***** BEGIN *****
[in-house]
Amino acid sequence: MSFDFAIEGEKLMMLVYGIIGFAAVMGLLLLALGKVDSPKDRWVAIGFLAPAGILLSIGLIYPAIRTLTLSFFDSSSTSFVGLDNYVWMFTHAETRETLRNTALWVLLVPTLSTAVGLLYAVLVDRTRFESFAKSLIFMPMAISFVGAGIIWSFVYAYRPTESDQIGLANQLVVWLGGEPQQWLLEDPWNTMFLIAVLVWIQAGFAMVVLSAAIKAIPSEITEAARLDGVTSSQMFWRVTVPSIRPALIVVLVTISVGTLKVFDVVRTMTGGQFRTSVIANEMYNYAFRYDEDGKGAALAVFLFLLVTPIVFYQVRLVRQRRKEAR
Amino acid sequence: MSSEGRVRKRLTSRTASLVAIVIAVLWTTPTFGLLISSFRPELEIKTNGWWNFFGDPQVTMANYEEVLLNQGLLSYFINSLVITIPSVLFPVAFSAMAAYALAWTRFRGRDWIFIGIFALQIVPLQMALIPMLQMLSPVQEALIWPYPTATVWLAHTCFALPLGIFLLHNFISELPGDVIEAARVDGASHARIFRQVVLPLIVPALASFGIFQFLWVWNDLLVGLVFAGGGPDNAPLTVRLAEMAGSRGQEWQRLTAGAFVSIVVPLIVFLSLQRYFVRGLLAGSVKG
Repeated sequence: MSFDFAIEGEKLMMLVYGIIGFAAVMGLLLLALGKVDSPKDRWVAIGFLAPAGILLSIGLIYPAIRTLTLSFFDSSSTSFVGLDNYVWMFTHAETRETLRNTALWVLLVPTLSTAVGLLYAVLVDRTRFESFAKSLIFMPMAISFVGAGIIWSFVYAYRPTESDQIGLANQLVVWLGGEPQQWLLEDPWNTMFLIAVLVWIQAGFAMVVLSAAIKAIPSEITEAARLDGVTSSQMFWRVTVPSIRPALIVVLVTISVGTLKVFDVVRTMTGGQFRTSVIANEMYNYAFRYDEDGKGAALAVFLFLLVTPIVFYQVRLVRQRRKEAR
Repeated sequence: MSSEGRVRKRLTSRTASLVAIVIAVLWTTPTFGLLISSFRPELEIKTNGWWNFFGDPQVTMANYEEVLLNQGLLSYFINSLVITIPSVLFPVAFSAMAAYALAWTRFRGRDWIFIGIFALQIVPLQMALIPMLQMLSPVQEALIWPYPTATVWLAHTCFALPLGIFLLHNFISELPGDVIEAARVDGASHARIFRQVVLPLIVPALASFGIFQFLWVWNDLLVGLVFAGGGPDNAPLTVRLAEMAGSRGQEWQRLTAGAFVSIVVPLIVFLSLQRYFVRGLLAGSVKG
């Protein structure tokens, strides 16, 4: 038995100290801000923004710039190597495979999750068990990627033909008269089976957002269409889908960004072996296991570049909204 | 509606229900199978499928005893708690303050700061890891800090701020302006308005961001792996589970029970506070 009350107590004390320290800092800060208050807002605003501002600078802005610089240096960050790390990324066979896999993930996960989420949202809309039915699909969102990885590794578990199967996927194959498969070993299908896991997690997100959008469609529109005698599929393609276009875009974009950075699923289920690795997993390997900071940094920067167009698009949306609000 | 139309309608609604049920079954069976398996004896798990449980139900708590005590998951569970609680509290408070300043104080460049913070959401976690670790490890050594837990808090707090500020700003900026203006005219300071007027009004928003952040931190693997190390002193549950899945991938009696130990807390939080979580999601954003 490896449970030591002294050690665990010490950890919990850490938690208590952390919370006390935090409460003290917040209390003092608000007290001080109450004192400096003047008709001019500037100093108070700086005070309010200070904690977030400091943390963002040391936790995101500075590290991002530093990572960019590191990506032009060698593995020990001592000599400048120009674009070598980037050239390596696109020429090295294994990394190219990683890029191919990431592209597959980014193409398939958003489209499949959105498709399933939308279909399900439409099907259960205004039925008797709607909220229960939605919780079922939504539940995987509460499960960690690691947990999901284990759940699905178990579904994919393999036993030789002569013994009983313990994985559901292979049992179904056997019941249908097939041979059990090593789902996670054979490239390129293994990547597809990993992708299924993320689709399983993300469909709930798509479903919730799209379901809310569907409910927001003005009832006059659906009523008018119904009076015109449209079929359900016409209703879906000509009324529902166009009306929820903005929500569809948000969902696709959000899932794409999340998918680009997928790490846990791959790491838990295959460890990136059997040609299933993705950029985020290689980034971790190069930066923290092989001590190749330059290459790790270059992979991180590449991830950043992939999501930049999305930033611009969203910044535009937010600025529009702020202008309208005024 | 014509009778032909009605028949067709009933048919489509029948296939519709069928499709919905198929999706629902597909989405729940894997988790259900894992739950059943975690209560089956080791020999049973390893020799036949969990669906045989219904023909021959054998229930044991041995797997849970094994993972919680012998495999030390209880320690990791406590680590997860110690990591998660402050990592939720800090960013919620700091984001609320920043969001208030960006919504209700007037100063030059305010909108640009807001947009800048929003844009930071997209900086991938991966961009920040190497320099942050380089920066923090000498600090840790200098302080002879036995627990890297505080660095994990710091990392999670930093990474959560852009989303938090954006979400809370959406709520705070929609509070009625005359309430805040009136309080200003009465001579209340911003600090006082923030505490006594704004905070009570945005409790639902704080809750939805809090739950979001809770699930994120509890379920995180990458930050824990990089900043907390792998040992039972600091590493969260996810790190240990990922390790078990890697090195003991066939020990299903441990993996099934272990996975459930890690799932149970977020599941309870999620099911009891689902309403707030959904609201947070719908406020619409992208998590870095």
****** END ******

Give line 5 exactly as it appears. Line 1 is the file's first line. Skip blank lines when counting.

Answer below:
Repeated sequence: MSSEGRVRKRLTSRTASLVAIVIAVLWTTPTFGLLISSFRPELEIKTNGWWNFFGDPQVTMANYEEVLLNQGLLSYFINSLVITIPSVLFPVAFSAMAAYALAWTRFRGRDWIFIGIFALQIVPLQMALIPMLQMLSPVQEALIWPYPTATVWLAHTCFALPLGIFLLHNFISELPGDVIEAARVDGASHARIFRQVVLPLIVPALASFGIFQFLWVWNDLLVGLVFAGGGPDNAPLTVRLAEMAGSRGQEWQRLTAGAFVSIVVPLIVFLSLQRYFVRGLLAGSVKG